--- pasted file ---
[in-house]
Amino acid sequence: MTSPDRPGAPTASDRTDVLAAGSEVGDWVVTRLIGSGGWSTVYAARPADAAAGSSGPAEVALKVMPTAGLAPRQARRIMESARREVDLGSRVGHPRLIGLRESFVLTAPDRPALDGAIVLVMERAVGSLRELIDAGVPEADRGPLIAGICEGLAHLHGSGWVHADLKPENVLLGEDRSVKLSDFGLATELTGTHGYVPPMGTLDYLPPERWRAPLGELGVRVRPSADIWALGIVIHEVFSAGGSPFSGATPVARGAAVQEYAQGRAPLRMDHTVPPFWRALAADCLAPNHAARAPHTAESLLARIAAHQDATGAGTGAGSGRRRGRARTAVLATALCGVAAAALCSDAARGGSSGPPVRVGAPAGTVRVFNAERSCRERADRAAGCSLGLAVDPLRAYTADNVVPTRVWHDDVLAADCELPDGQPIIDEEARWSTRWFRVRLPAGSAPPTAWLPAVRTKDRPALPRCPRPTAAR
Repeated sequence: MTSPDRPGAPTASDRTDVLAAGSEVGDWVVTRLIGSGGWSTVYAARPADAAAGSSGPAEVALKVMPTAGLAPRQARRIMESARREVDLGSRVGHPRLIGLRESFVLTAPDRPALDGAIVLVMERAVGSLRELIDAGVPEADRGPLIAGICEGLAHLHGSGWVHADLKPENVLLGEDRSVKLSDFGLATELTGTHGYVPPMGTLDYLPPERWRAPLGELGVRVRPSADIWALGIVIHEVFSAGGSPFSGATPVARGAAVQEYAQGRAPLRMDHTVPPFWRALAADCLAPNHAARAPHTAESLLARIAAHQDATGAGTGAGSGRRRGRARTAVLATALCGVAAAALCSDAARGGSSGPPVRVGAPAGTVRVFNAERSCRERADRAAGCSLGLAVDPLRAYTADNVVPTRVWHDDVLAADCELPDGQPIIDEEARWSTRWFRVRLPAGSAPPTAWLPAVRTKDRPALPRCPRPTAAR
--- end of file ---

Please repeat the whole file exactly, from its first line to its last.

[in-house]
Amino acid sequence: MTSPDRPGAPTASDRTDVLAAGSEVGDWVVTRLIGSGGWSTVYAARPADAAAGSSGPAEVALKVMPTAGLAPRQARRIMESARREVDLGSRVGHPRLIGLRESFVLTAPDRPALDGAIVLVMERAVGSLRELIDAGVPEADRGPLIAGICEGLAHLHGSGWVHADLKPENVLLGEDRSVKLSDFGLATELTGTHGYVPPMGTLDYLPPERWRAPLGELGVRVRPSADIWALGIVIHEVFSAGGSPFSGATPVARGAAVQEYAQGRAPLRMDHTVPPFWRALAADCLAPNHAARAPHTAESLLARIAAHQDATGAGTGAGSGRRRGRARTAVLATALCGVAAAALCSDAARGGSSGPPVRVGAPAGTVRVFNAERSCRERADRAAGCSLGLAVDPLRAYTADNVVPTRVWHDDVLAADCELPDGQPIIDEEARWSTRWFRVRLPAGSAPPTAWLPAVRTKDRPALPRCPRPTAAR
Repeated sequence: MTSPDRPGAPTASDRTDVLAAGSEVGDWVVTRLIGSGGWSTVYAARPADAAAGSSGPAEVALKVMPTAGLAPRQARRIMESARREVDLGSRVGHPRLIGLRESFVLTAPDRPALDGAIVLVMERAVGSLRELIDAGVPEADRGPLIAGICEGLAHLHGSGWVHADLKPENVLLGEDRSVKLSDFGLATELTGTHGYVPPMGTLDYLPPERWRAPLGELGVRVRPSADIWALGIVIHEVFSAGGSPFSGATPVARGAAVQEYAQGRAPLRMDHTVPPFWRALAADCLAPNHAARAPHTAESLLARIAAHQDATGAGTGAGSGRRRGRARTAVLATALCGVAAAALCSDAARGGSSGPPVRVGAPAGTVRVFNAERSCRERADRAAGCSLGLAVDPLRAYTADNVVPTRVWHDDVLAADCELPDGQPIIDEEARWSTRWFRVRLPAGSAPPTAWLPAVRTKDRPALPRCPRPTAAR